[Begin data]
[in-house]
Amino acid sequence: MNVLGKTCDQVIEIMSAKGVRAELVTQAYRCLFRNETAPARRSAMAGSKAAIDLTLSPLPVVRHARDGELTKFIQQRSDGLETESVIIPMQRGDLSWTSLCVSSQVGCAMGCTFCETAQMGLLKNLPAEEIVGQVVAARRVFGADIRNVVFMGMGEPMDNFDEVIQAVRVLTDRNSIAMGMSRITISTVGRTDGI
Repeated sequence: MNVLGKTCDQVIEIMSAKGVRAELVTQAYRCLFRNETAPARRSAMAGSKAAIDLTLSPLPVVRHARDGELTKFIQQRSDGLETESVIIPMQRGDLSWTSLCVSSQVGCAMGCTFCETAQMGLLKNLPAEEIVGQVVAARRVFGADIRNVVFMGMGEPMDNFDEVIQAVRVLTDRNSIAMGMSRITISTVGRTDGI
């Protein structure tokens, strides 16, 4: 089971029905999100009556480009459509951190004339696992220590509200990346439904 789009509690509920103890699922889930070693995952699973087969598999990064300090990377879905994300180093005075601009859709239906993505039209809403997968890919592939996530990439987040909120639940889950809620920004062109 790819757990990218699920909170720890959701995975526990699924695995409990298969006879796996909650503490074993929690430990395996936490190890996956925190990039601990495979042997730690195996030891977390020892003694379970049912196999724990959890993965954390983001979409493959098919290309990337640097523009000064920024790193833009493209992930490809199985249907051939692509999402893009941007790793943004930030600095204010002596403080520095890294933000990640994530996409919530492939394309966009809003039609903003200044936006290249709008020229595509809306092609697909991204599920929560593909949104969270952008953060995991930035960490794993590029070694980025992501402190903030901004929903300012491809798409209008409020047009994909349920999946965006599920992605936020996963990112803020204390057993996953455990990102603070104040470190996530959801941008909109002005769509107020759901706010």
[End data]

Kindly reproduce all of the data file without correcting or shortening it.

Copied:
[in-house]
Amino acid sequence: MNVLGKTCDQVIEIMSAKGVRAELVTQAYRCLFRNETAPARRSAMAGSKAAIDLTLSPLPVVRHARDGELTKFIQQRSDGLETESVIIPMQRGDLSWTSLCVSSQVGCAMGCTFCETAQMGLLKNLPAEEIVGQVVAARRVFGADIRNVVFMGMGEPMDNFDEVIQAVRVLTDRNSIAMGMSRITISTVGRTDGI
Repeated sequence: MNVLGKTCDQVIEIMSAKGVRAELVTQAYRCLFRNETAPARRSAMAGSKAAIDLTLSPLPVVRHARDGELTKFIQQRSDGLETESVIIPMQRGDLSWTSLCVSSQVGCAMGCTFCETAQMGLLKNLPAEEIVGQVVAARRVFGADIRNVVFMGMGEPMDNFDEVIQAVRVLTDRNSIAMGMSRITISTVGRTDGI
């Protein structure tokens, strides 16, 4: 089971029905999100009556480009459509951190004339696992220590509200990346439904 789009509690509920103890699922889930070693995952699973087969598999990064300090990377879905994300180093005075601009859709239906993505039209809403997968890919592939996530990439987040909120639940889950809620920004062109 790819757990990218699920909170720890959701995975526990699924695995409990298969006879796996909650503490074993929690430990395996936490190890996956925190990039601990495979042997730690195996030891977390020892003694379970049912196999724990959890993965954390983001979409493959098919290309990337640097523009000064920024790193833009493209992930490809199985249907051939692509999402893009941007790793943004930030600095204010002596403080520095890294933000990640994530996409919530492939394309966009809003039609903003200044936006290249709008020229595509809306092609697909991204599920929560593909949104969270952008953060995991930035960490794993590029070694980025992501402190903030901004929903300012491809798409209008409020047009994909349920999946965006599920992605936020996963990112803020204390057993996953455990990102603070104040470190996530959801941008909109002005769509107020759901706010």